The Brampton Battalion chose 275 players over the course of 15 Ontario Hockey League Priority Selections. Jay Harrison was the first.
Harrison, the first overall pick in 1998, was the first of 32 players the Troops tabbed over 28 rounds in its inaugural Priority Selection. The defenceman from Whitby, Ont., went on to be a key figure on the Battalion blue line for four seasons.
“We knew that first season would be tough,” Harrison said recently via telephone while on the road with the Carolina Hurricanes of the National Hockey League. “We had one of the youngest teams ever assembled in the history of the OHL. We had only one overager, a boatload of 17- and 18-year-olds, two underagers in myself and Tyler Hanchuck, and Jason Spezza as an under-underager. We knew there’d be a pretty steep learning curve, but it was a great season despite the wins and losses.”
The Troops managed just eight wins and three ties in 68 games, and Harrison, who contributed 15 points, including one goal, in 63 games, credited Stan Butler, director of hockey operations and head coach, with keeping the team motivated to play every game.
“Stan instilled in us that you can’t always base or judge your performance strictly on the result. All you can do is go out with the intention to compete and do everything you can to give yourself a chance to win.”
Four wins that first season came in six games against the Battalion’s Peel Region rivals, the Mississauga IceDogs, a 1998-99 expansion twin.
“We gave it to them pretty good in that first season,” said Harrison, who was named to the OHL’s All-Rookie team. “Our competitiveness was a reflection of the preparation of the coaches, scouts and management who put the team together. It’s tough to put expansion teams together and hope to be competitive in a league where some teams have been building for three or four years for that time. I remember playing teams like London, Plymouth and Sarnia that were like fine-tuned machines, and we were still trying to find our footing.”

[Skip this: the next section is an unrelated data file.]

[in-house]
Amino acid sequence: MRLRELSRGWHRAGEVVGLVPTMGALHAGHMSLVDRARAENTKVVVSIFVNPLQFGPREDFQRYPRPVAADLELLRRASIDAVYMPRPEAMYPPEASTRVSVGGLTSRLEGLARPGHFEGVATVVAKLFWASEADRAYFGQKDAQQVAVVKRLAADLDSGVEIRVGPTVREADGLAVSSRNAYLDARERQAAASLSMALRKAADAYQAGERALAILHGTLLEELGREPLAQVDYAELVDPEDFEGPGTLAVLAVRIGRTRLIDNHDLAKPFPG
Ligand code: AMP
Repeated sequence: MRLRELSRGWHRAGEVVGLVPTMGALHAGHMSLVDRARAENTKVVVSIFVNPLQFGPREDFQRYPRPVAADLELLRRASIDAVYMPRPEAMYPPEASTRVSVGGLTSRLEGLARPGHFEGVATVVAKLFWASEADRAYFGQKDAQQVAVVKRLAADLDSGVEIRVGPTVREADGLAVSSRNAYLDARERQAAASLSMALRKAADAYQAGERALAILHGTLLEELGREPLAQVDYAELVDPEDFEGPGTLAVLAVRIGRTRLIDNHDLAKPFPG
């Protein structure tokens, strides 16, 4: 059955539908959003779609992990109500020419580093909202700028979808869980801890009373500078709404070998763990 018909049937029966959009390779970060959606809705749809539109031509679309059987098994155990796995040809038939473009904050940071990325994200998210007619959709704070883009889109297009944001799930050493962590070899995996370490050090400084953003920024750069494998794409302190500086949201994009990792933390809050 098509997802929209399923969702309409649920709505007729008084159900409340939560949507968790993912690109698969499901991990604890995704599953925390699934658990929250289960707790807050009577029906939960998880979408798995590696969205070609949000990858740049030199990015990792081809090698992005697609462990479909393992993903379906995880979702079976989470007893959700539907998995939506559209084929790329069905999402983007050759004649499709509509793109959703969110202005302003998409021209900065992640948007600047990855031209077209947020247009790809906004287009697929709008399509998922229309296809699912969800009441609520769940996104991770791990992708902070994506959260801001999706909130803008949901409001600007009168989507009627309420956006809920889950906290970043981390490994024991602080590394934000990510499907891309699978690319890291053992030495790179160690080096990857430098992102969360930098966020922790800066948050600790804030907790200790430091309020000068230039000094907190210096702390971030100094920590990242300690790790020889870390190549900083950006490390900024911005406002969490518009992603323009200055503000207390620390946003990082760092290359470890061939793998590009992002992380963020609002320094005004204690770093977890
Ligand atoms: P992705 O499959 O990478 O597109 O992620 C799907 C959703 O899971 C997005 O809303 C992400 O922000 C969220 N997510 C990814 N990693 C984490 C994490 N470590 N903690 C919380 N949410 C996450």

The addition of defenceman Rostislav Klesla in the Canadian Hockey League’s 1999 Import Draft and prospects Jay McClement, Chris Rowan and Paul Flache helped the Battalion build from its first season. The Troops won 11 of their first 14 games in 1999-00 and went on to earn their first playoff berth.
“We had some big things going for us coming into that season,” said Harrison. “Raffi Torres was coming into his own, and Klesla was huge as well. As our ability to compete increased, we became a better, more consistent team. We were really moving in the right direction that season.”
The Battalion met the Erie Otters in a Western Conference quarterfinal, the first of two bitter postseason battles in as many years against the Midwest Division rival, but was ousted in six games.
“I always seemed to play my best when there was an edge to the game,” said Harrison, who had memorable run-ins over his junior career with Erie antagonists Jason Baird, Brad Yeo, Brandon Cullen, Adam Berti and Michael Rupp. “The battles with Erie seemed to bring that out in all of us, Stan included. They had a pretty good team then, and it was unfortunate we had to run into them at that time. They were an extremely well-rounded team.”
Butler made a major deal at the trade deadline the following season, sending Hanchuck, Matt Grennier and goaltender David Chant to the Barrie Colts for netminder Brian Finley. The Troops won 18 of their 28 games following the trade before sweeping the Guelph Storm in a conference quarterfinal. The Battalion faced the Otters in the second round and was eliminated in five games in another hotly contested series.
“You could see what Erie was building there, and we ran into them again,” said Harrison, who won a bronze medal in the first of two appearances for Canada at the World Junior Championship. “For Stan to make that trade to make us even more competitive is a true reflection of how far we had come in three years. It was great to have a chance to win every night, and it was great to sweep Guelph in the first round. We were a really strong team that just came up a bit short.
“The time frame for success in junior hockey is shorter than it is in other sports. When you’re dealing with talented young players who can be taken away from you to the professional ranks, you have to seize the moment and seize the opportunity. It was a great chance for us to do that.”